You will also notice the the shock adjustment tab was in our way so we cut the mounting plate around it. Our chain runs over and under the carrier bar. And welded the plate around the gussets of the carrier.

Photo 6 shows the right side mounting plate tack welded on. We used the shock mounting bolt for the rear mounting points and one of the scooters rear brake mount holes for the right front mounting point (not drilled yet). We had the same problem with the shock adjustment tab as well, so we needed to cut around one of the muffler mounting points. We used 1/4" steel for the right mounting because of the narrow space between the muffler mount and shock tab. We used a 3/16" plate for the left side.

Having the right mounting secure and tack welded; we bolted the left mounting plate to the shock bolt, then remeasured our two bolts as shown in photo 4. Once our measurements where exactly on, we lightly tack weld the left side to the carrier.

You will only have about 1/32" adjustment to square up the rear axle assembly using the chain adjusters. So only lightly tack weld. You want to make sure that after the right side is firmly mounted to the scooter's output shaft carrier you can still break the weld to move the rear axle assembly. You want it to be dead square now. The 1/32" may be needed to remove any wattle after test riding.

Once you are sure everything is square and secure you can weld the plates on securely. Now is the time to figure out exactly what sprocket assembly you will need. If you need help send us a photo before ordering your sprocket; and tell us what you are planning. You will need to remove the rear axle assemble to install the sprocket assembly.

Now we need to get your spline ready. The spline is the steel metal piece found in the center of your rear scooter wheel. If has the teeth that mate to the output shaft. You will need to move it from the rim. The spline is actual larger than what you see and made of cast iron. It is star shaped not round. It is normally has about 8 teeth making the star so that it does not slip in the rim.

You will need to remove this. Method 1, if you have an alloy wheel, is to use a 50 ton press and press it out; the rim will exploded so stand back. Method 2, place the rim in a vise, using a sawsall cut the rim make 4 or 5 cuts down toward the spline. Only cut to about 3/16" above the spline. You should now be able to break the rim apart leaving the spline intact.

You will now need to machine the spline round and mate the spline plate to the spline. We offer this service, see our ordering page.

Please click on this link now to read about installing the sprocket assembly.

Once the sprocket assembly is lined up we can take off the axle carrier and rear axle assembly. Weld up the spline plate and spline and reassemble the scooter. Be sure you have the correct size spacers between the spline and axle carrier. Fit the chain and adjust it, remember you can always get half links. Fit the chain to the most forward position possible so that you can adjust as the chain stretches.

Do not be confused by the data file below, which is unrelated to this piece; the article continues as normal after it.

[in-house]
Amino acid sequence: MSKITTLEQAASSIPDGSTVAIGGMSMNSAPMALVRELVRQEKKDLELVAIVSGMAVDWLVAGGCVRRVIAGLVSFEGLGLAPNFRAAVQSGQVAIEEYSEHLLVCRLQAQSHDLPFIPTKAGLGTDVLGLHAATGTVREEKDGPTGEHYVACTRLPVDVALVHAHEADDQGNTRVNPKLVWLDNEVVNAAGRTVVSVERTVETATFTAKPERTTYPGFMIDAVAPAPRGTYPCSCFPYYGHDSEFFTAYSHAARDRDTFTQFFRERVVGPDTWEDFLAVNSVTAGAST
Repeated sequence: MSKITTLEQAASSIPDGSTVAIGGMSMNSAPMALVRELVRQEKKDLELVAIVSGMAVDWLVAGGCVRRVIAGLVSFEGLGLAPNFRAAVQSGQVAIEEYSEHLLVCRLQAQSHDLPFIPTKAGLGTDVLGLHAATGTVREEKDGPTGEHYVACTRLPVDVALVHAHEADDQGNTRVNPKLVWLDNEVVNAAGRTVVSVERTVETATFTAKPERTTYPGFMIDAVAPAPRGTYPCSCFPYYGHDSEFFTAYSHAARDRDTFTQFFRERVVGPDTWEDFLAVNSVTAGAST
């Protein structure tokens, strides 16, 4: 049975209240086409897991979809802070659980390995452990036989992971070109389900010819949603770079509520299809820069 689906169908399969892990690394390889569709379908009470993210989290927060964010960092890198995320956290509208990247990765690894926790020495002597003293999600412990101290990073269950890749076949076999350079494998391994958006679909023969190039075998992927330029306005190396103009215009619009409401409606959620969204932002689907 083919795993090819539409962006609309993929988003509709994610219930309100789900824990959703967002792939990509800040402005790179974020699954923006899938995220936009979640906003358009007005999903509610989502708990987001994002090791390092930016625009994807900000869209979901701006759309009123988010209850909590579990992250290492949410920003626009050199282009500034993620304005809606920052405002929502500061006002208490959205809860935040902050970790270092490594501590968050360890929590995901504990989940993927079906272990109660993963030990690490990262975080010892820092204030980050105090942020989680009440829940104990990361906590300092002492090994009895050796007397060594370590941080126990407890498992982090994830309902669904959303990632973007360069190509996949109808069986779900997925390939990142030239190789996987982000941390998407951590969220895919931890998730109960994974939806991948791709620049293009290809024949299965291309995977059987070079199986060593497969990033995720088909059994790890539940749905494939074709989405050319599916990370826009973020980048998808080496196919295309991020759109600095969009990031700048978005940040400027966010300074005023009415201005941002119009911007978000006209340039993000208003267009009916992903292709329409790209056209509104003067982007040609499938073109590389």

Hook up the rear caliper, see bleeding the brakes section first.

Check the tire pressure and install the muffler and the fenders. If the right fender is interfering with the muffler you will need to add washers to the bracket as we did in the photo to the right. Or modify your muffler or fender brackets as we did here.

Now let test ride it, after our test ride (if we are a heavy person) the suspension maybe a too little soft, we can add a 3rd shock. A 3rd shock would need you to make a bracket at the top between the two shock mounts under the seat and one on the swing arm inline with the two existing shocks.

Now we need to fine tune the rear end alignment. There are two chain adjusting screws on the bottom back of the swing arm where the rear axle assembly bolts on. Have someone drive the scooter, starting off slow and on level ground. If the handle bars do not wattle when taking off you have done a great job. If it wattles you need to make adjustments. Now we can finish assembling any body parts we removed earlier.

Our finished trike


Wattle is the effect of one rear tire pulling more than the other; causing the front wheel to pull left than right shaking the handle bar back and forth. If the rear axle assembly is not a true right angle to the center line of the bike, one tire will be in front of the opposite side, even a fraction of an inch, causing a wattle. Upon completion of the installation you will be able to adjust the rear axle assemble by about 1/32 of an inch to fine tune the right angle using the chain tension adjusters. A 1/32" is a lot on a 3 wheel short wheel base. It is also to be noted that a small amount of wattle is to be expected at low speed, even if the axle assemble is a perfect 90 degrees to the center line. The differential will put the torgue to one wheel, more the the other on take off. The tire with the most torgue will push the bike forward on that side causing a slight low speed wattle.

 

Bleeding the Brakes

There are a few methods to bleed the brakes. In all case we suggest that you fill the caliper and hose up with Dot 3 brake fluid before connecting the brake hose to your hose. We do this by using a squirt oil can, the old metal oil cans with the pull lever and open the bleeder valve on the caliper. Be sure the master cylinder never runs out of brake fluid.

  1. With the rear axle assembly unbolted from the scooter, turn the assembly on its' side, on one wheel with the caliper closest to the ceiling. Open the bleeder valve and leave it open for awhile; vibrate the hose a little even now and then. After a short time you may see fluid dripping out of the bleeder valve. If not close the valve start to bleed the brake normal until some fluid come out of the valve. Then place the rear back in place.
  2. With the caliper disconnect from the scooter, disconnect the caliper from the axle assemble and reroute the hose over the top of the assembly. Hold the caliper up in the air as high as you can. Follow the instruction in method 1.
  3. Use a vacuum bleeder.

Now once you know that the caliper is full open the master cylinder, looking inside of it and very, very slowly squeeze the lever. once you see a air bubble emerge STOP. Do not pull the lever any farther, wait a few seconds and repeat the process until no more air emerges. Vibrate the brake hose and repeat the process. When on more air emerges use your vacuum pump or manual bleed the brake until you have a pedal.